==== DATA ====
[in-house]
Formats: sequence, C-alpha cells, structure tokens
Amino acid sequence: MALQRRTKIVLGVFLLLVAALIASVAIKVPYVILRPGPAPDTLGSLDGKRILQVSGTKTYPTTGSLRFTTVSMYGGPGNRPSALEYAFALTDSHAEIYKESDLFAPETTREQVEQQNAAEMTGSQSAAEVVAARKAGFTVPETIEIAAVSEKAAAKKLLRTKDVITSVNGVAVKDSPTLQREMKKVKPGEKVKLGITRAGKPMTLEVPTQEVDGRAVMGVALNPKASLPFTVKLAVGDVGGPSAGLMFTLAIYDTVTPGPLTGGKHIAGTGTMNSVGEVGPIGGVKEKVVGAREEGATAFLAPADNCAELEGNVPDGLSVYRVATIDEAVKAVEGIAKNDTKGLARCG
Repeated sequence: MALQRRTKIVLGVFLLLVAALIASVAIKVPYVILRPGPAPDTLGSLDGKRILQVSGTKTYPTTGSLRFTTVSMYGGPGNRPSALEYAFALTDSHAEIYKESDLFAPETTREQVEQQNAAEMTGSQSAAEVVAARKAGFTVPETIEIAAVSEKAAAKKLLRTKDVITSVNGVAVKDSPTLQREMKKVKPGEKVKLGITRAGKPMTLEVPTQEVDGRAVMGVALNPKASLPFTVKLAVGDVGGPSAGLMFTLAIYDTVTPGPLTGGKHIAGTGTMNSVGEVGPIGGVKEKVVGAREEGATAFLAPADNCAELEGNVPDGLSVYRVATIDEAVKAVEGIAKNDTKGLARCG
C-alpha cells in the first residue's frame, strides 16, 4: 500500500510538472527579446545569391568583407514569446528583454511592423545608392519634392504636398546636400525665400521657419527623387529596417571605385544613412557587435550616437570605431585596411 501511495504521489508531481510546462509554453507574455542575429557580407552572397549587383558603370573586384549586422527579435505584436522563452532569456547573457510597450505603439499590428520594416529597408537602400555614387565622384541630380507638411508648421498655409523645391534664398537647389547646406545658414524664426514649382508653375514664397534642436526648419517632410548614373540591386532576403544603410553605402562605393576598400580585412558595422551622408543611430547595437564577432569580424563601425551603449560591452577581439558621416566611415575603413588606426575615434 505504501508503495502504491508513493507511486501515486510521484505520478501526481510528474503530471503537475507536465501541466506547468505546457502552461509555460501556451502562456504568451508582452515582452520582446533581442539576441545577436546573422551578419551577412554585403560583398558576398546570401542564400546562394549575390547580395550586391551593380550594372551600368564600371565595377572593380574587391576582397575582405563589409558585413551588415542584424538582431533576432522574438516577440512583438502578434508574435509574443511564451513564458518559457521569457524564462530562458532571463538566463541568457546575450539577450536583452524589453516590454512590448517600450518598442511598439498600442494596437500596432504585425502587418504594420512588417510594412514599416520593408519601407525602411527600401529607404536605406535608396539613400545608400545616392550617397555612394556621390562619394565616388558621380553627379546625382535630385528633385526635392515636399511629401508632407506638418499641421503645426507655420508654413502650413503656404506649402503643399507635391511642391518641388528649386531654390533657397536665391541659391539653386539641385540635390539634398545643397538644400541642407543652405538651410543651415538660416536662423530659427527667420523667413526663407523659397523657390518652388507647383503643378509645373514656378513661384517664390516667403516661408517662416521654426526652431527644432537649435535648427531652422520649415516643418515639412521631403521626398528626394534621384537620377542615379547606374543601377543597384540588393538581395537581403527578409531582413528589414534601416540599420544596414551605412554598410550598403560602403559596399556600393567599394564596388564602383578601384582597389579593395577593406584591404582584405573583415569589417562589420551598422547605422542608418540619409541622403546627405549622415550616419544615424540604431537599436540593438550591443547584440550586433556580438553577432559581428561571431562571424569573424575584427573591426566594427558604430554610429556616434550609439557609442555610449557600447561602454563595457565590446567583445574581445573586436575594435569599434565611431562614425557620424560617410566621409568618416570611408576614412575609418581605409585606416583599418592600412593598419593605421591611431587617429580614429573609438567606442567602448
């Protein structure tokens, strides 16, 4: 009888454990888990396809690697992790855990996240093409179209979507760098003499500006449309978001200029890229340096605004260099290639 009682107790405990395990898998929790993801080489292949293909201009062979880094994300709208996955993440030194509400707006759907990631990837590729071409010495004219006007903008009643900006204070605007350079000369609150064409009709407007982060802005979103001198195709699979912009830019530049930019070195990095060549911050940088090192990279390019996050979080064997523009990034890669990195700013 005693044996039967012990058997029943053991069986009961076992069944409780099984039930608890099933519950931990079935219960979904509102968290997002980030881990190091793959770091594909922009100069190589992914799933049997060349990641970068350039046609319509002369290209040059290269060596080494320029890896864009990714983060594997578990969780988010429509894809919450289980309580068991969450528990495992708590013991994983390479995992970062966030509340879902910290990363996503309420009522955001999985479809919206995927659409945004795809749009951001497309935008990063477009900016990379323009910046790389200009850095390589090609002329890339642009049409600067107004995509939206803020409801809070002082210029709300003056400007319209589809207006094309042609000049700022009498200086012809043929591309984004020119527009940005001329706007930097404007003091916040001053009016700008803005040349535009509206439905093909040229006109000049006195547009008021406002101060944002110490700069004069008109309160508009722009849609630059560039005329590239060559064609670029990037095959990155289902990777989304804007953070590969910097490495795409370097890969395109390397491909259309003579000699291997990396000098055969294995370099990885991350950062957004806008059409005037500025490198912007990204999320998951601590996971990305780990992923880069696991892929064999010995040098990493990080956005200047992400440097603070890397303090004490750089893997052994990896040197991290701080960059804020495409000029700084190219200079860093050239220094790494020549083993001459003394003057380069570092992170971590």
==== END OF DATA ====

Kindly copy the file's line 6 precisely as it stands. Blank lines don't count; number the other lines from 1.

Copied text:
């Protein structure tokens, strides 16, 4: 009888454990888990396809690697992790855990996240093409179209979507760098003499500006449309978001200029890229340096605004260099290639 009682107790405990395990898998929790993801080489292949293909201009062979880094994300709208996955993440030194509400707006759907990631990837590729071409010495004219006007903008009643900006204070605007350079000369609150064409009709407007982060802005979103001198195709699979912009830019530049930019070195990095060549911050940088090192990279390019996050979080064997523009990034890669990195700013 005693044996039967012990058997029943053991069986009961076992069944409780099984039930608890099933519950931990079935219960979904509102968290997002980030881990190091793959770091594909922009100069190589992914799933049997060349990641970068350039046609319509002369290209040059290269060596080494320029890896864009990714983060594997578990969780988010429509894809919450289980309580068991969450528990495992708590013991994983390479995992970062966030509340879902910290990363996503309420009522955001999985479809919206995927659409945004795809749009951001497309935008990063477009900016990379323009910046790389200009850095390589090609002329890339642009049409600067107004995509939206803020409801809070002082210029709300003056400007319209589809207006094309042609000049700022009498200086012809043929591309984004020119527009940005001329706007930097404007003091916040001053009016700008803005040349535009509206439905093909040229006109000049006195547009008021406002101060944002110490700069004069008109309160508009722009849609630059560039005329590239060559064609670029990037095959990155289902990777989304804007953070590969910097490495795409370097890969395109390397491909259309003579000699291997990396000098055969294995370099990885991350950062957004806008059409005037500025490198912007990204999320998951601590996971990305780990992923880069696991892929064999010995040098990493990080956005200047992400440097603070890397303090004490750089893997052994990896040197991290701080960059804020495409000029700084190219200079860093050239220094790494020549083993001459003394003057380069570092992170971590």